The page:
Today, the University of Pittsburgh Institute for Cyber Law, Policy, and Security (Pitt Cyber) announced the launch of the Pitt Disinformation Lab (PDL).
PDL, directed by political science professor Michael Colaresi, aims to leverage Pitt’s interdisciplinary strengths to develop a community-focused system of detection, understanding and response to malicious influences online.
“It’s not just the federal government and social media platforms that have a role to play in combating disinformation,” said Pitt Cyber founding director David Hickton. “The animating vision of PDL is to build local resilience to disinformation right here, right now.”
Dis-, mis- and malinformation have become increasingly problematic in the United States and beyond. Campaigns that weave together false and misleading messages have played a prominent role in driving vaccine hesitancy, the Jan. 6 events at the Capitol and what some Pitt researchers identify as a dangerous erosion of public support for democracy.
“There is this illusion that social media is somehow separate and disconnected from reality and our prepandemic communities,” said Colaresi. “If we buy into that illusion and keep our heads in the cloud, we become trapped in a not-so-funhouse of mirrors where facts and truth are difficult or even impossible to discern. Facebook’s algorithms cannot tell fact from fiction by design. Our best chance to fight the centrifugal forces spinning disinformation is to make sure we have our feet on the ground in Western Pennsylvania. PDL’s approach is to project messages and perceptions back into our shared reality, experiences and community before it is too late.”
The lab’s mission is to create and leverage a new hybrid, multiscale understanding of disinformation ecosystems to drive actions that will effectively counter these disruptive trends. The lab’s founding principle is that the circuits and messages of social media are not disconnected from the relationships that define real-world communities.
PDL’s innovative approach will develop open-source tools to track the scale and propagation of disinformation on social media across Western Pennsylvania, create a dashboard for public reporting of disinformation and invest in partnerships with diverse communities to craft community-centered conversations that open new avenues for shared facts and trust—even when opinions differ.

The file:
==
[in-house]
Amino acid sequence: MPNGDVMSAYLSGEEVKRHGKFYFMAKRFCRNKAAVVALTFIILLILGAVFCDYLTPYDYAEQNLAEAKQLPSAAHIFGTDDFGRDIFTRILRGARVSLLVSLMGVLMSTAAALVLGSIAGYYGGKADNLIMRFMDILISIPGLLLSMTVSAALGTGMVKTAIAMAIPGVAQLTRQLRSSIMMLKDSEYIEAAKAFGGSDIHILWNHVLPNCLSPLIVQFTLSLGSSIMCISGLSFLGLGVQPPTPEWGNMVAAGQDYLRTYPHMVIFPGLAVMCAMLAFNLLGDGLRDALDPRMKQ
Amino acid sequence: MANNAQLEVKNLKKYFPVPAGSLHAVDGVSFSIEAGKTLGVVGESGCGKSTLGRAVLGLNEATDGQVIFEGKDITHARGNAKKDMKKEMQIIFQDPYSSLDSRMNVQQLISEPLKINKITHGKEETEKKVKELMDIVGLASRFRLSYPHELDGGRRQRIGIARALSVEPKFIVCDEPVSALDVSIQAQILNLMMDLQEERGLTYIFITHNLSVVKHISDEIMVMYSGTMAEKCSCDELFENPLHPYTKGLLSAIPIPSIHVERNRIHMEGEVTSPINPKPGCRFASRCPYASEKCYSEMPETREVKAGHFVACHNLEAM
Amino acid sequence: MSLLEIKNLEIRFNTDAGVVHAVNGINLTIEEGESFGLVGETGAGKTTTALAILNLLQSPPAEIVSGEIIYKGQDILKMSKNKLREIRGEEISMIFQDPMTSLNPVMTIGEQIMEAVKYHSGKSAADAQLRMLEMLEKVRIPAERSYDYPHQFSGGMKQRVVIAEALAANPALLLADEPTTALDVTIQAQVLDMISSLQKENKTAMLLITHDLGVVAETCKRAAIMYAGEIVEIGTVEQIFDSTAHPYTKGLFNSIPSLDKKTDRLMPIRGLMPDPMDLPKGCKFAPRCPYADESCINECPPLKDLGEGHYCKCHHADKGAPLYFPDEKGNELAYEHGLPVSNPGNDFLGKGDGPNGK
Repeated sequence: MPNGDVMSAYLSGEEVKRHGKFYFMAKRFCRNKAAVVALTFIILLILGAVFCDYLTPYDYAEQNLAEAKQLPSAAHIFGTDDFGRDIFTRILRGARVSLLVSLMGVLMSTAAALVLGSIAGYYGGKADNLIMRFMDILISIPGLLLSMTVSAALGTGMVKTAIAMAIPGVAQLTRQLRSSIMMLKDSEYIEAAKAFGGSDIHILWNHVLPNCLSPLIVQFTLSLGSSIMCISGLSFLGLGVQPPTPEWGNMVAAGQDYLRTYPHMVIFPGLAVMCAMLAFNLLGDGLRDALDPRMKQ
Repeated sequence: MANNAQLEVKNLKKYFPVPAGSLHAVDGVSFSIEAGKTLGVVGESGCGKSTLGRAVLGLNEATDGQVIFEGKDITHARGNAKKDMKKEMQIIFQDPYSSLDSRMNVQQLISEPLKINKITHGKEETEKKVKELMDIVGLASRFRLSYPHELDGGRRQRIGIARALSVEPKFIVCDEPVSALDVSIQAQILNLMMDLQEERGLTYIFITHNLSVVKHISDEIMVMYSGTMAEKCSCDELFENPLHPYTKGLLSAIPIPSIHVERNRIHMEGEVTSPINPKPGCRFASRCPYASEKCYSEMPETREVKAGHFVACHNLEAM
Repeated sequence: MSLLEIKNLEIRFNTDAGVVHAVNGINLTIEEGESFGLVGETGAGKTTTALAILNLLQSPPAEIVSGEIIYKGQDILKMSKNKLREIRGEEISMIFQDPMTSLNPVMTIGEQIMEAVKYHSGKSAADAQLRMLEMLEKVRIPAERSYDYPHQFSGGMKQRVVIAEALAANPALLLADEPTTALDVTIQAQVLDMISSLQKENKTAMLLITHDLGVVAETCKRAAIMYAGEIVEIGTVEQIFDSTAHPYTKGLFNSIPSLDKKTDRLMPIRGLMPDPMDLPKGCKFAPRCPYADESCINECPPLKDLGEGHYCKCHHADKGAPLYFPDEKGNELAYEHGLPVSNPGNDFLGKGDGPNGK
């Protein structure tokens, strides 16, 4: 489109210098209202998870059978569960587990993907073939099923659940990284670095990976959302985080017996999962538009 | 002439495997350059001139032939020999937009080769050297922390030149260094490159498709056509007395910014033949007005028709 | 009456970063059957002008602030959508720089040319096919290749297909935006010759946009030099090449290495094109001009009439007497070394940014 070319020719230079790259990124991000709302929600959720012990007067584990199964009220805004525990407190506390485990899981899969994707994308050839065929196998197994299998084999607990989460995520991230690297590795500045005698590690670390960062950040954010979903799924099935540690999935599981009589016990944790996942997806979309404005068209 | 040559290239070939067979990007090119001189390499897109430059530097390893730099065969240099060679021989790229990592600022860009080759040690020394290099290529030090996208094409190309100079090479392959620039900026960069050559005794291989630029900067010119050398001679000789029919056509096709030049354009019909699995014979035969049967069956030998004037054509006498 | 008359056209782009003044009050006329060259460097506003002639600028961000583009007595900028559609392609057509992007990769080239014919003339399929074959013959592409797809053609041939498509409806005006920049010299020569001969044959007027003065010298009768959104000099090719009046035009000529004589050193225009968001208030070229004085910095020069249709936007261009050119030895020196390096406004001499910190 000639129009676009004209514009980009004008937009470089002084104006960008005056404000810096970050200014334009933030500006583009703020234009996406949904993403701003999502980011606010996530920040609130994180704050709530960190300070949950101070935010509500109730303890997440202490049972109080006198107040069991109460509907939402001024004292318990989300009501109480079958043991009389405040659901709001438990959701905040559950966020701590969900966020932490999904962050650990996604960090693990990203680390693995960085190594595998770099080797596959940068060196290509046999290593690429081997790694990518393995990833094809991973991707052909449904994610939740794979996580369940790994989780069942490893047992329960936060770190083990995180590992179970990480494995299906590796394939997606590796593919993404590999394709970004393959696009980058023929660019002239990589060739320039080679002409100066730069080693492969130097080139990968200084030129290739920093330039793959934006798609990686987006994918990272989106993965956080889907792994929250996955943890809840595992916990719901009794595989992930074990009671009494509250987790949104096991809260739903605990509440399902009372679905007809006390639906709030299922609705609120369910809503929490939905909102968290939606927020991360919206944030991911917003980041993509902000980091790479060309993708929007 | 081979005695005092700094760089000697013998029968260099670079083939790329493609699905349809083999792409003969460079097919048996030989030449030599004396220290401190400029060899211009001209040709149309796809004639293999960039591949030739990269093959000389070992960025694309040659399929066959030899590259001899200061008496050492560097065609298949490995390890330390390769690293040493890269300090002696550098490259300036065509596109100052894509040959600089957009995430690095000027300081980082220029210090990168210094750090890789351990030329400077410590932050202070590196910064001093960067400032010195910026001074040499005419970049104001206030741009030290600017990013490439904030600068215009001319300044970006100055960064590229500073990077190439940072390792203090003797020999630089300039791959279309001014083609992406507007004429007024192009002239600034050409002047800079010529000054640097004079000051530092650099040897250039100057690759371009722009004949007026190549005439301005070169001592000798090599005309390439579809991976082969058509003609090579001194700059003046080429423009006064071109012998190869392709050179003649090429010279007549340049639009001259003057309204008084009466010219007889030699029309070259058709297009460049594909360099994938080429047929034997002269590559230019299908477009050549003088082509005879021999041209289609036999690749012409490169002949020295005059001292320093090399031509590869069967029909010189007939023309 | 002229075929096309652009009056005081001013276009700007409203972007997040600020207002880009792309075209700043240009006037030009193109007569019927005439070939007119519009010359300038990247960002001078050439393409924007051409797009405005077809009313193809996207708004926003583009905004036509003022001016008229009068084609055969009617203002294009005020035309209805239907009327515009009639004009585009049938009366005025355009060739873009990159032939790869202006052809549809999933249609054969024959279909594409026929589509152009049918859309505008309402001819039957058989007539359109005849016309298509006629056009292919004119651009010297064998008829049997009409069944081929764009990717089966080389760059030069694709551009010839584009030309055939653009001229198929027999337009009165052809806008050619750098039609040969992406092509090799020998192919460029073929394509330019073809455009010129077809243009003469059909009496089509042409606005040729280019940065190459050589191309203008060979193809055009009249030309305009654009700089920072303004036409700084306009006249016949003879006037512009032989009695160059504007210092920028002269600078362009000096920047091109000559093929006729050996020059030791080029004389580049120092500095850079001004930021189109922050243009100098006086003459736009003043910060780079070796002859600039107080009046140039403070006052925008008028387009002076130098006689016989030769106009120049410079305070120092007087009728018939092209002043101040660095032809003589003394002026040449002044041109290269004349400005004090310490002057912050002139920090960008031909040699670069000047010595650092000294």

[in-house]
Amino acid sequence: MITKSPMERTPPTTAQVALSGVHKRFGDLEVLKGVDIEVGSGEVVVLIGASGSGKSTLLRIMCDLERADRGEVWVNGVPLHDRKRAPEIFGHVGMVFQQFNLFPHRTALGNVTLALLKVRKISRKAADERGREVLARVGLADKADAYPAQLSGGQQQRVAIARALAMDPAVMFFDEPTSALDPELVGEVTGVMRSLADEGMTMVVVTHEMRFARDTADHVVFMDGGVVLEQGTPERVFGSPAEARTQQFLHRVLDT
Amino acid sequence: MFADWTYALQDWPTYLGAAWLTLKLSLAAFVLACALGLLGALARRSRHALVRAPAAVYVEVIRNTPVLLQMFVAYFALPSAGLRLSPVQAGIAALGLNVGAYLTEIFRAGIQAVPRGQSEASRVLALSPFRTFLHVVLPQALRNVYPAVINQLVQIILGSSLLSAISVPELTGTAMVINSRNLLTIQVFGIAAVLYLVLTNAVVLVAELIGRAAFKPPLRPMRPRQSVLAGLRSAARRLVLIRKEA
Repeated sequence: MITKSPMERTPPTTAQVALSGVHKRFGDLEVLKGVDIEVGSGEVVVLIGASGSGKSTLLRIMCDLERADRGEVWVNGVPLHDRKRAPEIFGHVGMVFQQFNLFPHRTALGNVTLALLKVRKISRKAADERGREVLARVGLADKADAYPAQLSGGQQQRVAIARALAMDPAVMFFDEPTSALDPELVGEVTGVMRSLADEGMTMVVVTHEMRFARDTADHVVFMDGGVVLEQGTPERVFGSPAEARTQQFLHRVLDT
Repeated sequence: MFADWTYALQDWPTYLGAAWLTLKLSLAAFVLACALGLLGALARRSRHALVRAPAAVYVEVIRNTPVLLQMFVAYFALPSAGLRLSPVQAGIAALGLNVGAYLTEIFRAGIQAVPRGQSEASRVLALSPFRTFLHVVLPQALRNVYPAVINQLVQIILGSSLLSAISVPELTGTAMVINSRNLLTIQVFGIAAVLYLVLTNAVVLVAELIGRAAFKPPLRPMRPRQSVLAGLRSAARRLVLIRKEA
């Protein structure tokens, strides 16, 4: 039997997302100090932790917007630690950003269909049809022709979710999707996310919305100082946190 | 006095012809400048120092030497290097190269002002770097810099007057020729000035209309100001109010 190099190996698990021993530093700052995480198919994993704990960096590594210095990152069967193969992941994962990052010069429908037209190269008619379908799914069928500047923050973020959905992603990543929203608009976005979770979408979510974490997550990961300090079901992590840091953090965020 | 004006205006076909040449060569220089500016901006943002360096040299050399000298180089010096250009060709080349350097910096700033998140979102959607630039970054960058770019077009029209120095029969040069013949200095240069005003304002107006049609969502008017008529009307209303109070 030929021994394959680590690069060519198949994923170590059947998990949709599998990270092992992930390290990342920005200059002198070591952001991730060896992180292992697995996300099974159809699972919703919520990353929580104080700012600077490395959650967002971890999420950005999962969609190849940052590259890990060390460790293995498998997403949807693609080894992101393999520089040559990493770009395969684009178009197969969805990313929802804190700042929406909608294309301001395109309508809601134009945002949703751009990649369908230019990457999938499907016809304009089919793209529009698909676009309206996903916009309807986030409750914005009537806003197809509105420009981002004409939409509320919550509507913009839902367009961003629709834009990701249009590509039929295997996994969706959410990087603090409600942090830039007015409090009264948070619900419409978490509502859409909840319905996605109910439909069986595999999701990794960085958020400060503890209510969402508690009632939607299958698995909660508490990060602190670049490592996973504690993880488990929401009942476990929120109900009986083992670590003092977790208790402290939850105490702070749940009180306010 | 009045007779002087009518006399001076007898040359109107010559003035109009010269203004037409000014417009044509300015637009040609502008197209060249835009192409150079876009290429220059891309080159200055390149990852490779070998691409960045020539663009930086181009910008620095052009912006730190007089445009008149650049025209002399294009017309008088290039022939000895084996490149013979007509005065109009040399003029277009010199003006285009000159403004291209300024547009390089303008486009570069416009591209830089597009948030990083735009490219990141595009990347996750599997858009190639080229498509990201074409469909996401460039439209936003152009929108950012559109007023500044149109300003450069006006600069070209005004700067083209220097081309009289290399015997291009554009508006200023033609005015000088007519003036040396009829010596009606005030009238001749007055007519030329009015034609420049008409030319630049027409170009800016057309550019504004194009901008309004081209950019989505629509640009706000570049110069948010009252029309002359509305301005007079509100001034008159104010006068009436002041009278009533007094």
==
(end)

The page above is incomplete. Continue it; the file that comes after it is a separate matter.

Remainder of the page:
Colaresi, who is the William S. Dietrich II Professor of Political Science and research and academic director for Pitt Cyber, emphasized that while he hopes that PDL’s model will eventually be adopted by more communities around the country, the lab’s vision is inspired and supported by the unique resources in Pittsburgh and the region.
“We have an exceptional cadre of researchers here at Pitt already involved in studying and fighting disinformation from multiple perspectives, including public health and the social sciences, the humanities, the information and computer sciences and engineering,” said Colaresi. “But our city is also unique because it is home to both strong neighborhood groups and identities and a vibrant technology sector. This allows us to forge dense and diverse partnerships with policy leaders, community organizations and industry.”
The ability to work closely with Pitt’s Institute of Politics, researchers at Pitt and Carnegie Mellon University’s new Collaboratory Against Hate, Carnegie Mellon’s IDeaS center and others across Western Pennsylvania also is a draw for PDL researchers.
Those involved in the lab include history professor Lara Putnam. With Colaresi, she is leading a signature effort to create a network of social media moderators and experts to build community resilience to dis- and misinformation. The group will share effective practices with their own networks, creating an important connection from the “ground to the cloud.”
PDL also anticipates working closely with community organizations across the region. The director of Pitt’s Community Engagement Center (CEC) in Homewood, Daren Ellerbee, is one person looking forward to the new lab.
“Disinformation creates distrust in our communities and harms all of us. The Homewood CEC is excited to collaborate with PDL and leverage the unique resiliencies and strengths of Homewood,” Ellerbee said.
Other Pitt Cyber affiliate scholars conducting research in this area include Malihe Alikhani, Dimitriy Babichenko, Adriana Kovashka, Prashant Krishnamurthy and Yu-Ru Lin from the School of Computing and Information; Michael Kenney, Sera Linardi and Lisa Nelson from the Graduate School of Public and International Affairs; Amin Rahimian from the Swanson School of Engineering; Jaime Sidani from the School of Medicine; and Chris Deluzio and Beth Schwanke from Pitt Cyber.
Founded in 2017, Pitt Cyber, led by Hickton, has been at the forefront of tackling cyber challenges at the nexus of law, policy and technology. Its efforts range from The Blue Ribbon Commission on Pennsylvania’s Election Security to the ongoing Pittsburgh Task Force on Public Algorithms to an annual cybersecurity camp serving high school students.